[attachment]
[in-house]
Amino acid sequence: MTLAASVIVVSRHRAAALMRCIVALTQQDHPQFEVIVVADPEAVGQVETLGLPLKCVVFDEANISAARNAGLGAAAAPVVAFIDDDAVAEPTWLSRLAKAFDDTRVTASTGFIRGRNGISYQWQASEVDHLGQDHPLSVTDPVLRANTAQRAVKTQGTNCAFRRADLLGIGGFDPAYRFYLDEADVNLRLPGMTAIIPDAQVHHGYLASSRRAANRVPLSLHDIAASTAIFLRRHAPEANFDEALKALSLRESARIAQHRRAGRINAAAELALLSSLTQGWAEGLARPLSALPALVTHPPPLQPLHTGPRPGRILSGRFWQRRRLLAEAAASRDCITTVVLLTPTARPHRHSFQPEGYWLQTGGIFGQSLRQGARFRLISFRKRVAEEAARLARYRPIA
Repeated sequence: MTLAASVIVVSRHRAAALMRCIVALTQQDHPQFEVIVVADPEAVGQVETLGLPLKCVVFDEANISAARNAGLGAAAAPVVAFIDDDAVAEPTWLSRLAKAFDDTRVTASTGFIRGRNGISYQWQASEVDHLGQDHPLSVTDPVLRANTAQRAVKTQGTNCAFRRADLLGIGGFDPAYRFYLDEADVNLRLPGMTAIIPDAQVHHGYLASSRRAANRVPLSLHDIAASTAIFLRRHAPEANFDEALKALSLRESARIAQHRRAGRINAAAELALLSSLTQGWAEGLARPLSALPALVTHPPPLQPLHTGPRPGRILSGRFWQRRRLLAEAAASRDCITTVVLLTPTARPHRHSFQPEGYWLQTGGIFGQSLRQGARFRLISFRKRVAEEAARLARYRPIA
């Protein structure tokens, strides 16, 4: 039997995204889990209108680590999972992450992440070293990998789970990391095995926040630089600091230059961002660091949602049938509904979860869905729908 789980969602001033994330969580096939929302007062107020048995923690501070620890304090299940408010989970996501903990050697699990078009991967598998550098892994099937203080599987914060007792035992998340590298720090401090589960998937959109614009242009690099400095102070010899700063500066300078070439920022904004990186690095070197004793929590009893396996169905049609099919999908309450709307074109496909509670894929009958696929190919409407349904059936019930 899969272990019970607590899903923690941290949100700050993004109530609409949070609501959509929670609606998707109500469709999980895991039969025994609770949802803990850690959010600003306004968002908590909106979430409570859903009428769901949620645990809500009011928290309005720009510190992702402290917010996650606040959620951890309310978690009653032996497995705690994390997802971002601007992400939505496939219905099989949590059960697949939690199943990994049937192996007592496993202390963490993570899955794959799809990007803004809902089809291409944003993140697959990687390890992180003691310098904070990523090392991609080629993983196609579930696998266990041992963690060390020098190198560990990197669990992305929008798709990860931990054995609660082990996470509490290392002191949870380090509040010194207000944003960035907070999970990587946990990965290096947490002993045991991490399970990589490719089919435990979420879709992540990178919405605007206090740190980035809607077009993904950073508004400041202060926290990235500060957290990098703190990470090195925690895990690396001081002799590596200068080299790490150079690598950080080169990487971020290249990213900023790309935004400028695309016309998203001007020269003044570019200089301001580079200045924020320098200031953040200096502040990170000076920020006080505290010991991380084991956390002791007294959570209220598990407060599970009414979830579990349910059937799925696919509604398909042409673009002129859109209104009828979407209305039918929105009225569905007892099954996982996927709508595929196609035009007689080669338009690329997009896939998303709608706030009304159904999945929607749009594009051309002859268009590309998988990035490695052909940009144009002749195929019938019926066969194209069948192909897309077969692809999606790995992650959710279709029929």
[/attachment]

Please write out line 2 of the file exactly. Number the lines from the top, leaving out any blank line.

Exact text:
Amino acid sequence: MTLAASVIVVSRHRAAALMRCIVALTQQDHPQFEVIVVADPEAVGQVETLGLPLKCVVFDEANISAARNAGLGAAAAPVVAFIDDDAVAEPTWLSRLAKAFDDTRVTASTGFIRGRNGISYQWQASEVDHLGQDHPLSVTDPVLRANTAQRAVKTQGTNCAFRRADLLGIGGFDPAYRFYLDEADVNLRLPGMTAIIPDAQVHHGYLASSRRAANRVPLSLHDIAASTAIFLRRHAPEANFDEALKALSLRESARIAQHRRAGRINAAAELALLSSLTQGWAEGLARPLSALPALVTHPPPLQPLHTGPRPGRILSGRFWQRRRLLAEAAASRDCITTVVLLTPTARPHRHSFQPEGYWLQTGGIFGQSLRQGARFRLISFRKRVAEEAARLARYRPIA